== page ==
We're SO sad!

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Guest

After pulling a purple martin from the pool last night, we put him back in his nest box and hoped for the best.

We found him dead this morning on the ground underneath the house. We're so sad ... he had made it so far! We're new at this so our loss is hard.

I can't but help but think that we did something wrong. ):

I hope that the rest of our babies can make it!
Guest

Assuming that you martin was a premature fledge, something did make it jump before it was ready. Was it lack of food as in a parent being killed; was it mite infestation; was it predation; was it poor housing design that might allow a nestling to easily fall or be pushed off a balocny by others? Only frequent nestchecks and observation can answer the question.

It might have been better to dry the nesting off before returning it to the compartment but generally, nestlings jump because they are desperate.
Guest

BMcArty -

We are, by no means, perfect at the PM house. We love our martins but we are just now learning about them and what it takes to maintain a healthy environment. Unfortunately, we inherited the house too late in the season to make the changes we want to make. When the season ends, we are going to try to make life for next year's group a lot happier including converting the house, changing the doors to excluder doors and weekly nest checks for S+S.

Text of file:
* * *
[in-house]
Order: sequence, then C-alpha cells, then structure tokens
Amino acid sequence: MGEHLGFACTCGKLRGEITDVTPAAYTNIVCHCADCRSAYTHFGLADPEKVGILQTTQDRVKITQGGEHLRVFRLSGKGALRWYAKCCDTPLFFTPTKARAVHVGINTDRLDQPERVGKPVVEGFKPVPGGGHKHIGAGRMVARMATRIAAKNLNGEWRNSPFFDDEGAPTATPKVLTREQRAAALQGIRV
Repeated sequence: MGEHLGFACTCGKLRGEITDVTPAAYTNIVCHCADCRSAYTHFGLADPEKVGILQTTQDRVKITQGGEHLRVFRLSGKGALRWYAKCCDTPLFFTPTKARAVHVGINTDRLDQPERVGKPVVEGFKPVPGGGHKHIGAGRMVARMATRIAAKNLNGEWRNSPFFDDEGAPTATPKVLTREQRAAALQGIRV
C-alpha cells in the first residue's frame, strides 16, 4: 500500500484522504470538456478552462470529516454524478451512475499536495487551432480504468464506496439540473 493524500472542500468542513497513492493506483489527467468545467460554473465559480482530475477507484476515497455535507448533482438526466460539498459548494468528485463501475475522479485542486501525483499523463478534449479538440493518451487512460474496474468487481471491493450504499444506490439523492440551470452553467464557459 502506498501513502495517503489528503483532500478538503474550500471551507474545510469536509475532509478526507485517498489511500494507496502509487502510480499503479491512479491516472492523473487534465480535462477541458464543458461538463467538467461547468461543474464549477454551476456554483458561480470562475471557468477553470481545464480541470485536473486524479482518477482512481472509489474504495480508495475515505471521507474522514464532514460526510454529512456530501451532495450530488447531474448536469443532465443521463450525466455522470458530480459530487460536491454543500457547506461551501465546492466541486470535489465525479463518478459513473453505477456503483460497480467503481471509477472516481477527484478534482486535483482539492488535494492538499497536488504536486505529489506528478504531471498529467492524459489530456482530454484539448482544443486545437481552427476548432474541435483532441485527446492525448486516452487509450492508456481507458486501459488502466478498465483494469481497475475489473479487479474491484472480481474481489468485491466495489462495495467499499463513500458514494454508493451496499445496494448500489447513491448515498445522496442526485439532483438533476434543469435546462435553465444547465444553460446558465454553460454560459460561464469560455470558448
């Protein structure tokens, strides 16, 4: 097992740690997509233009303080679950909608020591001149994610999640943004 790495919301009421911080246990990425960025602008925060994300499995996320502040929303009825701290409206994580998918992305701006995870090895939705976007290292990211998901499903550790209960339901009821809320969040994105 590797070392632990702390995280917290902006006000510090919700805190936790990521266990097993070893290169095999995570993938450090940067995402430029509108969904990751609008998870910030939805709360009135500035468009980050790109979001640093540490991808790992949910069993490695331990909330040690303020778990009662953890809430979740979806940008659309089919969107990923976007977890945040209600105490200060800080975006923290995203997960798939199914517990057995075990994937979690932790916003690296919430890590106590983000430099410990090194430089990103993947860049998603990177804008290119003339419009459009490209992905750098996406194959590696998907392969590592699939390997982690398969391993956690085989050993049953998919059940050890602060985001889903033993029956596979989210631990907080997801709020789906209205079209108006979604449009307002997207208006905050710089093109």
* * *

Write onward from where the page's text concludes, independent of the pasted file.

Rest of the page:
I think that the nestling didn't make it because it was just too weak (plus, I believe that the PM was at 26+ days). The parents were around and were feeding their babies. When we pulled the PM out of the pool, the mom was protecting her baby the best she could.

We've had screech owls in the area but the owl guard won't keep them out. Yes, we have sparrows in our house but we were told several times that if we remove their nests, the male sparrows might act out towards the PMs and their babies. At the end of the season we'll pull the sparrow nests and plug up the house. When the PMs are back next year, we'll pull out any sparrow nests we'll see. But, we will not kill the sparrows ... even it if it means sacraficing our PM colony. I don't believe in killing animals unless they are in immense suffering.

Our balocny has a fence around it ... I don't think that it fell out.

The other option could be mites but we are new and this and nest checks. We'll brush up on that for next year.

I've been around pet bird for 2 years and I've witnessed nature run its course many times. Sometimes birds just don't make it and if we interfer too much, we make it worse than it should be. PM are wild birds with instincts ... unfortunately, we get too attached!

We did all we could as humans and sometimes that's all you can do!
Guest